Why you need fewer people referring you clients

Trust and referring clients

We all know the best way to build a client base is with referrals from people who already know you, right?

Sure, so logically to be introduced to new clients, we need to talk to everyone we know and ask them to refer us?

No, definitely no.

Let me tell you why you need fewer people referring you clients.

Trust is rare because nothing is harder

The image above is from a recent subscriber email from Gaping Void. As with the best of their art, the picture needs no explanation.

What does that mean, though, related to my advice to have fewer referrers, not more?

Trust is at the core of every relationship, whether personal or business. The deeper the trust, the deeper the relationship,

Where deep trust is present, there is real power in the relationship, but as the image expressed, building such trust is rare, because it takes work.

What happens without building trust first?

Going back to the idea of client referrers, if you spread yourself out far and wide, you can build lots of relationships, sure. However, they are based on a thin veneer of trust.

Imagine if you meet someone at a networking event and tell them you’d love some referrals. What is likely to happen? Well, mostly nothing. If by chance sometime in the next day or two they meet someone who may be in the market for what you offer, they may say to them: “hey, I met someone who seemed decent, perhaps you could check them out?”

Not exactly a ringing endorsement, nor does that person really know anything about you. What’s more, they may not be the sort of person you’d like to have referred to you, they may not be remotely suitable to be the type of client you’d love to work with.

Even worse, imagine this person you’ve met for a few minutes has some of their own client base who could be referred to you. They’ve just met you. Do you think they will refer their very best, most favourite client to you?

Perhaps, but the reality in practice is that they haven’t built trust in you. so they will likely refer to you only the “test cases”, those of their clients who they are willing to lose if you don’t do a good job. After all, they don’t really know you to refer clients to you, so they absolutely won’t risk their reputation at this stage.

A final piece to hammer home what happens without trust being built. So, they send you a “test case”, then you put in huge effort to serve that client well, figuring that if you do that, your referrer will then send you their best clients next time, not this problematic one. You might think that would happen, and sometimes it might, but again evidence indicates that the behaviour of the referrer will then be: “great, they sorted out that test case, that problem client. I’ll send them more just like that!”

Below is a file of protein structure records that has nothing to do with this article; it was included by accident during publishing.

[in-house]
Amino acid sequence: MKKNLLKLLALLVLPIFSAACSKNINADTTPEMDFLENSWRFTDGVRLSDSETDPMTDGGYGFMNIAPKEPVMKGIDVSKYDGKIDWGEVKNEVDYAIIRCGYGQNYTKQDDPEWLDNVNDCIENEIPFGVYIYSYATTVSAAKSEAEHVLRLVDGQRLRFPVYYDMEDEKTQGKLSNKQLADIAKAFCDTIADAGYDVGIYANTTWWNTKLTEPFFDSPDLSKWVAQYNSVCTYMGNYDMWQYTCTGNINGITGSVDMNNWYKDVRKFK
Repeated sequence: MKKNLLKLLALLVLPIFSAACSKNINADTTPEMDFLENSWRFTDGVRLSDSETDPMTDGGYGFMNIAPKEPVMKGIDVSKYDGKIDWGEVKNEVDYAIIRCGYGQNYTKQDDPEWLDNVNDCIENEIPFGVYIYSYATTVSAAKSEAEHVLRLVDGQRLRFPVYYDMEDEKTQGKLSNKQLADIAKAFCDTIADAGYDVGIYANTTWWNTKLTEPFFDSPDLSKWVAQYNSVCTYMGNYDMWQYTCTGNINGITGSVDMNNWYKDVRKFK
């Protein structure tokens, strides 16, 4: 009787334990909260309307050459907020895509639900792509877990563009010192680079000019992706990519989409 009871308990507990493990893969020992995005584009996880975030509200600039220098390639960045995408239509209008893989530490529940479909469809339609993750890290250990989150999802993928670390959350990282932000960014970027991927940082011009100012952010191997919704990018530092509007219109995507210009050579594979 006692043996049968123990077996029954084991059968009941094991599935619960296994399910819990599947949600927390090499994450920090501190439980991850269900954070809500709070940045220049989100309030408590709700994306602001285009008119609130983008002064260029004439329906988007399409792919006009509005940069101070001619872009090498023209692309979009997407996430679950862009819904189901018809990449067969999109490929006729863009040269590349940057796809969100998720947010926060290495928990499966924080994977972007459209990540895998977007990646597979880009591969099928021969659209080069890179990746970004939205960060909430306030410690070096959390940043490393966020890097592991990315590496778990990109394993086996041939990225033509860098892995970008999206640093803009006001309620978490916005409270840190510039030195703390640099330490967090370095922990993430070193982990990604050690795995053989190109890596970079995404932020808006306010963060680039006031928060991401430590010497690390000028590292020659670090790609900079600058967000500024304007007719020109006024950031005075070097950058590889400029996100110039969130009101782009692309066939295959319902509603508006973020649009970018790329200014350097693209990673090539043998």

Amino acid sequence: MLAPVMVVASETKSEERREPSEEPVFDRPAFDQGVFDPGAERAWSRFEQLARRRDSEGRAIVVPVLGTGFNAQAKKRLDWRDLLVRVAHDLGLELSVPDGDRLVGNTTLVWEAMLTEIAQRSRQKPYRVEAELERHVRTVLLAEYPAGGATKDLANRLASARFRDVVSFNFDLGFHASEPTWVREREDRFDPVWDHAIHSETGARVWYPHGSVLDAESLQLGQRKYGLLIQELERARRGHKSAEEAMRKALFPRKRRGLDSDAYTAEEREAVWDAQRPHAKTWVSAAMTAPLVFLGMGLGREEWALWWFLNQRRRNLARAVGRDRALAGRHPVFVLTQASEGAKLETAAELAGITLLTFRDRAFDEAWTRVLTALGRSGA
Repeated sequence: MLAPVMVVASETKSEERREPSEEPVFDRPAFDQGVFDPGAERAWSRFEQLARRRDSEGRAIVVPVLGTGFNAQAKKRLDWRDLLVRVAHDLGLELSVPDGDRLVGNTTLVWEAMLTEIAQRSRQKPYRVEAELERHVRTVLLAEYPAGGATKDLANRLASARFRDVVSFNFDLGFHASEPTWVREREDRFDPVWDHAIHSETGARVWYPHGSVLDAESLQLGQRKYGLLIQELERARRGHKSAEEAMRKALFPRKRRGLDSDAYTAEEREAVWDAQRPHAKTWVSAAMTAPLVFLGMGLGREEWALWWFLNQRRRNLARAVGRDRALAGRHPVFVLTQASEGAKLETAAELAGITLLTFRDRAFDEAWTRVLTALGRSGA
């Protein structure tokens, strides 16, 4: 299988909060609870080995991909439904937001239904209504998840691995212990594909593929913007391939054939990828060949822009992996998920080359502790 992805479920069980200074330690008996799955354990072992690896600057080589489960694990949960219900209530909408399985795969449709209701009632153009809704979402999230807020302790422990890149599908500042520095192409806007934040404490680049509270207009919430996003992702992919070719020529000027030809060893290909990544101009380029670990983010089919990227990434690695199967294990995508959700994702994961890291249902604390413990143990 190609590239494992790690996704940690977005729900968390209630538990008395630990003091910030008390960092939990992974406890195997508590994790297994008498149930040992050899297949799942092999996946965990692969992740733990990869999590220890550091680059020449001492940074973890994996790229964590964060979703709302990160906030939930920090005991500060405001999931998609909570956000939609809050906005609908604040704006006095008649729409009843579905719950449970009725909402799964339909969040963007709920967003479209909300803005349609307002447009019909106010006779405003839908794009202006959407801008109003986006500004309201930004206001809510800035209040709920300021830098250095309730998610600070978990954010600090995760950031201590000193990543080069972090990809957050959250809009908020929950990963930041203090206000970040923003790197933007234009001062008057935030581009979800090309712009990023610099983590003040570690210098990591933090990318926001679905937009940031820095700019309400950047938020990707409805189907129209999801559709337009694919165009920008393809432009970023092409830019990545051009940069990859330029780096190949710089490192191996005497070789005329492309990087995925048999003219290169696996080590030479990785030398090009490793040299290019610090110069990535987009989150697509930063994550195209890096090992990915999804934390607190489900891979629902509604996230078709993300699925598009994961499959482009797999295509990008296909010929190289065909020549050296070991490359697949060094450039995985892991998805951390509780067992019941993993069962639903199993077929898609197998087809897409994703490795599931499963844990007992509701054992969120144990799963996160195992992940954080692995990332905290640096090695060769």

If you don’t build trust first, be ready for introductions to people that know the bare minimum about you and what you offer, or, worse still, are test cases.

Take time to build Trust

Yes, where we are seeking to build our business with new clients, it is tempting to get out there and “be active”, to confuse being busy with lots of meetings with success. Lots of “sales calls” but likely only a few new clients.

Yes, it feels like hard work to take time to build strong and trusting relationships with potential referrers.

Yes, I have developed a process around this over many years of experience to build trust deeply. In the past, I specialised in professional services firms, where the risk of reputation (personally, professionally, for the firm) is always very much top of mind. As such, trust is critical. I continue to do this work for select clients, and also, at a broader level, the process applies to ALL relationships, not only referrals of clients.

Yes, the structured process does make the process of building trust quicker, as well as having both parties clear on expectations of each other at the end of the process, so driving measurable results for all.

However (and you knew there was a “but”), it does take time, so you must (cough) trust the process and commit.

Do so and you know what happens?

You don’t’ have to “sell” anymore. Wouldn’t that be nice?

A story: “Do whatever he says, pay whatever he asks”

Imagine this was the introduction someone gave about you and your business? In such a situation, you don’t need to “sell”, you simply meet this new person, who has already decided to be your client, establish their needs and “take the order”

A story from my own experience was that I was teaching the process for building trust to a long-time client. Towards the end of the workshop we ran on it, I jokingly said that, when the trust is deeply formed, the referrer will go to people they have deep trust with and who need your services, then tell them: “You need to talk to Tom, do whatever he says, pay whatever he asks”.

I said it very much tongue in cheek, but this was a morning workshop. The client then went to a business lunch, where a dear friend of his told him about the needs of his own business. The client delivered that message, upon which, as soon as the lunch finished and the person called me right away, saying: “my friend and your client told me I had to call you and that I am to do whatever you say and pay whatever you ask”. I tried to laugh of the line a little as I was more than a little embarrassed, but they were deadly serious, so I went into their office that afternoon. We met for twenty minutes, which was the beginning of a multi-year relationship.

So, in conclusion, take time to build trust. Slow down to speed up later, as once you’ve done this, such deep relationships will keep paying dividends for both parties for years to come.

If you’d like to learn more about the process, let’s talk.

Let’s talk

My clients say I “see what others don’t see”. Experience for yourself, book your 30-minute call now.


Also published on Medium.

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